Work Block 3 – eHealth Literacy in Childhood and Adolescence

eHealth Literacy in Childhood and Adolescence – A Rationale current understanding of adults

eHealth literacy focuses on skills and knowledge that are essential to interact with technology-based health tools, in line with an understanding of eHealth as health services delivered or enhanced through internet and related technologies assumed to assist evidence-based patient choice [1]. The discourse on health potentials and risks of these developments covers concerns for privacy [2] and equity, in the sense of a lack of access and use skills among disadvantaged groups [3,4]. When looking at younger age groups such as children and adolescents, it is crucial to use a widened concept of eHealth literacy which encompasses the informed decision when and why to use electronic media for promoting health, and when and why not to use them based on comprehensive knowledge about screen related health risks and benefits for different age groups (meta level eHealth literacy). Longitudinal studies show a strong negative impact of excessive screen-media time on a large number of developmental and social outcomes, supporting a “less is more” approach for this age group [5,6]. Other eHealth literacy components can be allocated to two separate subordinate areas, corresponding to the two choices of using or not using media: One area facilitating non-use is media-reduction-oriented eHealth literacy which encompasses skills needed to reduce problematic screen media use on the level of individuals, families, educational institutions and health systems. Adolescents as frequent internet users show high participation in social networks and frequent display of health risk behaviors online [7], and the internet is at the same time a much-used source for information on adolescent health concerns, especially on topics related to sexuality as well as diet, fitness and exercise [8,9]. Practical implications are that although Meta-level eHealth literacy is not a likely goal to be achieved in interventions targeting adolescents, their media-use-oriented eHealth literacy could be improved in the hope of long-term health advantages.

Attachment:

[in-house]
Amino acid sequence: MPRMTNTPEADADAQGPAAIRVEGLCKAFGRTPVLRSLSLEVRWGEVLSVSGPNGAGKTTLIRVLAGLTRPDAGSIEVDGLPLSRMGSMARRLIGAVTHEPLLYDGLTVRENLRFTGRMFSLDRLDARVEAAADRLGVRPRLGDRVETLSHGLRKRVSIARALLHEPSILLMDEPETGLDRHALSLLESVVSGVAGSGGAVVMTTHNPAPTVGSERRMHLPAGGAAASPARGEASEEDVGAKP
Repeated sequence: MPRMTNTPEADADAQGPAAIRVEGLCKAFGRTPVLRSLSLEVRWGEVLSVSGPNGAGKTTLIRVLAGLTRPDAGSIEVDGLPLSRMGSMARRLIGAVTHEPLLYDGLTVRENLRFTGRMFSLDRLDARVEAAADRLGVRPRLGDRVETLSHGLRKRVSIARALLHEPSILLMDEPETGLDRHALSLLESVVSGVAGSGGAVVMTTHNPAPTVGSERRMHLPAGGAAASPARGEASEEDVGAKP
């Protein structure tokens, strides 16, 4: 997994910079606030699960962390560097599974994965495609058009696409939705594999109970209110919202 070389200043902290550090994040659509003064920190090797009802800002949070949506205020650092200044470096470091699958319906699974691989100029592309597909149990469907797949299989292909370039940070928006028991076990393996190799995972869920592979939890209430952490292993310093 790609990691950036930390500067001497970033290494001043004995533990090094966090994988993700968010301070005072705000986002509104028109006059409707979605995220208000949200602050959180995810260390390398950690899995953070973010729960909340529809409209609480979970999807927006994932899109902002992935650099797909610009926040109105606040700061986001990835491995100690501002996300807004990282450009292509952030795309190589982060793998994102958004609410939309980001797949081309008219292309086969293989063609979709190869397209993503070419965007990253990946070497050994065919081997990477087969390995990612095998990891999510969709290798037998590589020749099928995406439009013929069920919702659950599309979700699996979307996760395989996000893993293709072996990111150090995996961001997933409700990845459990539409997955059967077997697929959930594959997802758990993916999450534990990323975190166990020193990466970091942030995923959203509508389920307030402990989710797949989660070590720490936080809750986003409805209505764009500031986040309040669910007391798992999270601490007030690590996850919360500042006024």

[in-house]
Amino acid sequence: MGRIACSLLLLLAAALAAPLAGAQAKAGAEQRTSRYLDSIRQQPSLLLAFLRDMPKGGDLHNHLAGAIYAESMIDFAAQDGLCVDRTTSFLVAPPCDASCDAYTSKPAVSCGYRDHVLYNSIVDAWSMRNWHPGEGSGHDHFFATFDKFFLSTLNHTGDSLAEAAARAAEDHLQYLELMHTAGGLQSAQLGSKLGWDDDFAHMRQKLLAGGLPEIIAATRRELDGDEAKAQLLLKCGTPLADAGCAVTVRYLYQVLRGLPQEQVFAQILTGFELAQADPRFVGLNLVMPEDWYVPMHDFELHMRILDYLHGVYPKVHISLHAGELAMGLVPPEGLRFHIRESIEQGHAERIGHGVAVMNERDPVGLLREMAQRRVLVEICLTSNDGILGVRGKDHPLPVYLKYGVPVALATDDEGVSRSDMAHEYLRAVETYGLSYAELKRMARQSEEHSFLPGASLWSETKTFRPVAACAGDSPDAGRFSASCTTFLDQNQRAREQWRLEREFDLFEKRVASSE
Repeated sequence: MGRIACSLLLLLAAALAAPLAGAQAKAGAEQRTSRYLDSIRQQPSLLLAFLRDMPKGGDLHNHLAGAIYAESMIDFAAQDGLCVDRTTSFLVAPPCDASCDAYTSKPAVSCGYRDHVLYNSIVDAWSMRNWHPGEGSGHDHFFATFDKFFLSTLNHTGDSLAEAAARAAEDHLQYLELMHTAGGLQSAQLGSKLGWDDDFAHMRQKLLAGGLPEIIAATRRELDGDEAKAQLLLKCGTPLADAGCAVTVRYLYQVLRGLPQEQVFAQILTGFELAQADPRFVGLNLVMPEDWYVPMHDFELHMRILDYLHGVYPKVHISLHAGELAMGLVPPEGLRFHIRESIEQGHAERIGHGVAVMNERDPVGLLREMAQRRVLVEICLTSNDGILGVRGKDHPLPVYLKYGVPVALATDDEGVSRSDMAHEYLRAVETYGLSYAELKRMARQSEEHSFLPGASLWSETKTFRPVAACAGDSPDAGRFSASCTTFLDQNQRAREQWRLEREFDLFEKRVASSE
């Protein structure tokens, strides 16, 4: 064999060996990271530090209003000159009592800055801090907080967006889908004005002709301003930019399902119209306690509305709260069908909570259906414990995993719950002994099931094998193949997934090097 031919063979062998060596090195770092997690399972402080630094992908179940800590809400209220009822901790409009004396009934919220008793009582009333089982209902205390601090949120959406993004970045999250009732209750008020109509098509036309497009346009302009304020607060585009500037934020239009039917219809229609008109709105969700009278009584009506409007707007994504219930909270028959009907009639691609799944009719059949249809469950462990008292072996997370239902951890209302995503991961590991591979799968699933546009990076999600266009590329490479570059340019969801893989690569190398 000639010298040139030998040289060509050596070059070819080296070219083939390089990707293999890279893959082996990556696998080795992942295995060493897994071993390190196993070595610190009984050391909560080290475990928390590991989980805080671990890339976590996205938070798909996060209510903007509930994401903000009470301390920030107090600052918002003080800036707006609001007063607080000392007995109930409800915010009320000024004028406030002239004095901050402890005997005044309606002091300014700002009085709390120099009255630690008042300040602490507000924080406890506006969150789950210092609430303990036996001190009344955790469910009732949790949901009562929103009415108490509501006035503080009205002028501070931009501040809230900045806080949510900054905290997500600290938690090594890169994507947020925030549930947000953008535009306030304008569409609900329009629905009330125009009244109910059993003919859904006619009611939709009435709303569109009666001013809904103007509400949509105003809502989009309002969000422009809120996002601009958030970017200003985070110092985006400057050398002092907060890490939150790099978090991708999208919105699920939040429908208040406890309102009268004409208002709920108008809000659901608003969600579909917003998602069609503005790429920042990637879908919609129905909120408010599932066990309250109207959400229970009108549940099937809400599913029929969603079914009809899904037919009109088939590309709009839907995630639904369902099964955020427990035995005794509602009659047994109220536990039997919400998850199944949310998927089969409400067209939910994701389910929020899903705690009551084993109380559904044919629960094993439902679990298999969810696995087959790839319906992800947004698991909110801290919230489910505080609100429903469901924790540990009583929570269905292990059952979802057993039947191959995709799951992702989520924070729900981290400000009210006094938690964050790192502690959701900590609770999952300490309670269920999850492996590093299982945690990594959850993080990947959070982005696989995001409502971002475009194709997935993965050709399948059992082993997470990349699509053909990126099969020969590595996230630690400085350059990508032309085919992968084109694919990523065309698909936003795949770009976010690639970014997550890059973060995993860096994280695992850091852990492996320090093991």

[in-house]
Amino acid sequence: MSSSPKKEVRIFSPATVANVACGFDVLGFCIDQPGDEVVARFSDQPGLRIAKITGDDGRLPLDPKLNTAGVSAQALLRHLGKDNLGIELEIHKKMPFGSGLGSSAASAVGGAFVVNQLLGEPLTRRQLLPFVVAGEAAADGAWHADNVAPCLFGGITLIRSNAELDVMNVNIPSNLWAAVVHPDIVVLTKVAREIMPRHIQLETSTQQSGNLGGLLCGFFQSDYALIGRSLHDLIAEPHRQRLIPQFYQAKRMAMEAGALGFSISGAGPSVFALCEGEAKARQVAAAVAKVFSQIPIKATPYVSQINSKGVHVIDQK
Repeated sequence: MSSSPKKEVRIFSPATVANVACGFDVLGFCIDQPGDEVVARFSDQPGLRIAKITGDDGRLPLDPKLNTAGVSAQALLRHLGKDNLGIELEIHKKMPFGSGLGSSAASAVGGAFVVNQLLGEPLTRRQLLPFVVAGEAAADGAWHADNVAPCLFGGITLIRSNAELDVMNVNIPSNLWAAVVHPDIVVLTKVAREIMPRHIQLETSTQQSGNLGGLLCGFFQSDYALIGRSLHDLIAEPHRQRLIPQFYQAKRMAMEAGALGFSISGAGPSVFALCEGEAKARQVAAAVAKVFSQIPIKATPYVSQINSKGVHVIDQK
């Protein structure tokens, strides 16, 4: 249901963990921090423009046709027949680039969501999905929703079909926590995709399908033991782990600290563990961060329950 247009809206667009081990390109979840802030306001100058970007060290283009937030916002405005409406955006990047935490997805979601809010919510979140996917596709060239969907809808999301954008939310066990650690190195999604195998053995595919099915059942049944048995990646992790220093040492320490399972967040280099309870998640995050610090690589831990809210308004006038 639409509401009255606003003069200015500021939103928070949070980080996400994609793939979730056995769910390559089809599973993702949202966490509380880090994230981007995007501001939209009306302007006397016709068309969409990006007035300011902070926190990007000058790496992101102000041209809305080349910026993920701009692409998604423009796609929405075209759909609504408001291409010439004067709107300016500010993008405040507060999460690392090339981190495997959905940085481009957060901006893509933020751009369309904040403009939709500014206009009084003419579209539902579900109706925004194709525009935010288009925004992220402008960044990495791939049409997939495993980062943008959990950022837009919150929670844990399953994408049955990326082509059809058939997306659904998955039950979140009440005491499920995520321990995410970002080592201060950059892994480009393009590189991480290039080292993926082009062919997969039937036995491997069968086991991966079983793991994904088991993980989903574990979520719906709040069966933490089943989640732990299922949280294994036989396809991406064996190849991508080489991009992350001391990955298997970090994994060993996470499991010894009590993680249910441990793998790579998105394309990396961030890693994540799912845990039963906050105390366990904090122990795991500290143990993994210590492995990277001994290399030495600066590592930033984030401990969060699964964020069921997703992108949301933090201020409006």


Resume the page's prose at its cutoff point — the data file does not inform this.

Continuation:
Sub projects

  • Media Protect
  • PrettY
  • ELMi

The workblock 3 (WB 3) Applied Research of eHealth Literacy (eHL) includes three subproject. The subproject 7 “Media Protect” is about effectiveness of a brief parental intervention to prevent problematic screen media use in children 4-7 years of age. It is a prospective cluster randomized trial. The subproject 8 “PrettY” is about digital health offers for children and adolescents, it is a systematic review and an analysis of websites and apps. The subproject 9 “ELMi” is about eHealth Literacy and Minority Health. It is an ethnographic study on health- related use of new media among disadvantaged adolescents with Turkish and Afghan migration background.

References:

  1. Eysenbach G. (2001). What is eHealth? In: J Med Internet Res. 3 (2), S. E20. DOI: 10.2196/jmir.3.2.e20.
  2. Goldman J, Hudson Z. (2000). Virtually exposed: privacy and eHealth. In: Health Aff (Millwood). 19 (6), S.140–148.
  3. Brodie M, Flournoy RE, Altman DE, Blendon RJ, Benson JM, Rosenbaum MD. (2000). Health information, the Internet, and the digital divide. In: Health Aff (Millwood). 19 (6), S. 255–265.
  4. Jimison H, Gorman P, Woods S, Nygren P, Walker M, Norris S, Hersh W. (2008). Barriers and drivers of health information technology use for the elderly, chronically ill, and underserved. In: Evid Rep Technol Assess (Full Rep). (175), S. 1–1422.
  5. Mößle T, Rehbein F. (2013). Predictors of Problematic Video Game Usage in Childhood and Adolescence. In: SUCHT – Zeitschrift für Wissenschaft und Praxis / Journal of Addiction Research and Practice 59 (3). S.153–164. DOI: 10.1024/0939-5911.a000247.
  6. Robertson LA, McAnally HM, Hancox RJ. 2013. Childhood and adolescent television viewing and antisocial behavior in early adulthood. Pediatrics. 131 (3): 439–446
  7. Moreno MA, Parks MR, Zimmerman FJ, Brito TE, Christakis DA. (2009). Display of health risk behaviors on myspace by adolescents: Prevalence and associations. In: Archives of Pediatrics & Adolescent Medicine. 163 (1), S. 27–34. DOI: 10.1001/archpediatrics.2008.528.
  8. Baheiraei A, Khoori E, Foroushani AR, Ahmadi F, Ybarra ML. (2013). What sources do adolescents turn to for information about their health concerns? In: Int J Adolesc Med Health. S. 1–8. DOI: 10.1515/ijamh-2012-0112.
  9. Borzekowski DL, Rickert VI. (2001). Adolescent cybersurfing for health information: a new resource that crosses barriers. In: Arch Pediatr Adolesc Med. 155 (7), S. 813–817.